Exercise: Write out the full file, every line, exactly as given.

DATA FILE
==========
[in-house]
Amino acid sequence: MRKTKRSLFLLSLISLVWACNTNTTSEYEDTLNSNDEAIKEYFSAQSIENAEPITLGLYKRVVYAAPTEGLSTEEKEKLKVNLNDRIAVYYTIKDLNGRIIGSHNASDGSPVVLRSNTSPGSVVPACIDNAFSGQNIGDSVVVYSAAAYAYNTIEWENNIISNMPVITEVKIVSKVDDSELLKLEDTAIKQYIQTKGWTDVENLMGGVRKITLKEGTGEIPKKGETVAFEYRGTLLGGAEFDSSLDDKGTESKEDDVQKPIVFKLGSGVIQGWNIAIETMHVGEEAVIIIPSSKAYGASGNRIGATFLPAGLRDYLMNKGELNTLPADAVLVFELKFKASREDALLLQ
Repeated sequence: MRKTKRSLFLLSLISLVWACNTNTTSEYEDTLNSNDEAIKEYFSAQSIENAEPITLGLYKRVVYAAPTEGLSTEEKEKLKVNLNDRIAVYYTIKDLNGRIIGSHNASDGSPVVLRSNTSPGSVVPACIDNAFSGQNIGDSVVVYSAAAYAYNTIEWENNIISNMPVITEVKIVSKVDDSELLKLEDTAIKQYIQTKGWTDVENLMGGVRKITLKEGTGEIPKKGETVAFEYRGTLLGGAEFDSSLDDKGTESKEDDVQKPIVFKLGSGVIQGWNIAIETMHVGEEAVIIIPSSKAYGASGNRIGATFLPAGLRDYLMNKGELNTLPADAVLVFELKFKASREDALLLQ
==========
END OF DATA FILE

[in-house]
Amino acid sequence: MRKTKRSLFLLSLISLVWACNTNTTSEYEDTLNSNDEAIKEYFSAQSIENAEPITLGLYKRVVYAAPTEGLSTEEKEKLKVNLNDRIAVYYTIKDLNGRIIGSHNASDGSPVVLRSNTSPGSVVPACIDNAFSGQNIGDSVVVYSAAAYAYNTIEWENNIISNMPVITEVKIVSKVDDSELLKLEDTAIKQYIQTKGWTDVENLMGGVRKITLKEGTGEIPKKGETVAFEYRGTLLGGAEFDSSLDDKGTESKEDDVQKPIVFKLGSGVIQGWNIAIETMHVGEEAVIIIPSSKAYGASGNRIGATFLPAGLRDYLMNKGELNTLPADAVLVFELKFKASREDALLLQ
Repeated sequence: MRKTKRSLFLLSLISLVWACNTNTTSEYEDTLNSNDEAIKEYFSAQSIENAEPITLGLYKRVVYAAPTEGLSTEEKEKLKVNLNDRIAVYYTIKDLNGRIIGSHNASDGSPVVLRSNTSPGSVVPACIDNAFSGQNIGDSVVVYSAAAYAYNTIEWENNIISNMPVITEVKIVSKVDDSELLKLEDTAIKQYIQTKGWTDVENLMGGVRKITLKEGTGEIPKKGETVAFEYRGTLLGGAEFDSSLDDKGTESKEDDVQKPIVFKLGSGVIQGWNIAIETMHVGEEAVIIIPSSKAYGASGNRIGATFLPAGLRDYLMNKGELNTLPADAVLVFELKFKASREDALLLQ